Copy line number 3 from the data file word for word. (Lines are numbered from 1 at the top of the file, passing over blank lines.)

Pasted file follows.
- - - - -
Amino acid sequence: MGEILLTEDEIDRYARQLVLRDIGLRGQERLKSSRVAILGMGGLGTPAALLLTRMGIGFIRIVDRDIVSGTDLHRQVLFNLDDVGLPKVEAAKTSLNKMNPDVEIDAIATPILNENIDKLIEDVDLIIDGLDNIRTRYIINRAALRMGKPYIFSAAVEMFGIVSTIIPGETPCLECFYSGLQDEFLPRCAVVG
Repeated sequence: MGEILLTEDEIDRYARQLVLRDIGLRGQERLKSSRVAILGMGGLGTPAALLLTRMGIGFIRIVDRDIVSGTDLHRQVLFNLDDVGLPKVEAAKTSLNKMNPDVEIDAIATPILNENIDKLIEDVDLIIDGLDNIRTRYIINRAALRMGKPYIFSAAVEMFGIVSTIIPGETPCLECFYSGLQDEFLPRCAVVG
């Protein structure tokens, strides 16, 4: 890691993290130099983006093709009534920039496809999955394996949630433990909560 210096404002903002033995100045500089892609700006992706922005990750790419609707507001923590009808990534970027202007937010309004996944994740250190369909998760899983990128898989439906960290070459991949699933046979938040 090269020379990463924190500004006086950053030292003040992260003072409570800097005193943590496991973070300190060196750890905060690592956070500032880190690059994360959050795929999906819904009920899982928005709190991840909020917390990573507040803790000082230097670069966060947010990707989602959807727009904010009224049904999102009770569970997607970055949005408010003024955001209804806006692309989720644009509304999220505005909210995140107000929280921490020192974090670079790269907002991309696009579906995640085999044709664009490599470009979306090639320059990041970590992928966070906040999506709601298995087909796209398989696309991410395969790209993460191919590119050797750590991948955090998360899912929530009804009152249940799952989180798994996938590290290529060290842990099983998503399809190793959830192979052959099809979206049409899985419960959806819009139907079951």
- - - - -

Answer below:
């Protein structure tokens, strides 16, 4: 890691993290130099983006093709009534920039496809999955394996949630433990909560 210096404002903002033995100045500089892609700006992706922005990750790419609707507001923590009808990534970027202007937010309004996944994740250190369909998760899983990128898989439906960290070459991949699933046979938040 090269020379990463924190500004006086950053030292003040992260003072409570800097005193943590496991973070300190060196750890905060690592956070500032880190690059994360959050795929999906819904009920899982928005709190991840909020917390990573507040803790000082230097670069966060947010990707989602959807727009904010009224049904999102009770569970997607970055949005408010003024955001209804806006692309989720644009509304999220505005909210995140107000929280921490020192974090670079790269907002991309696009579906995640085999044709664009490599470009979306090639320059990041970590992928966070906040999506709601298995087909796209398989696309991410395969790209993460191919590119050797750590991948955090998360899912929530009804009152249940799952989180798994996938590290290529060290842990099983998503399809190793959830192979052959099809979206049409899985419960959806819009139907079951």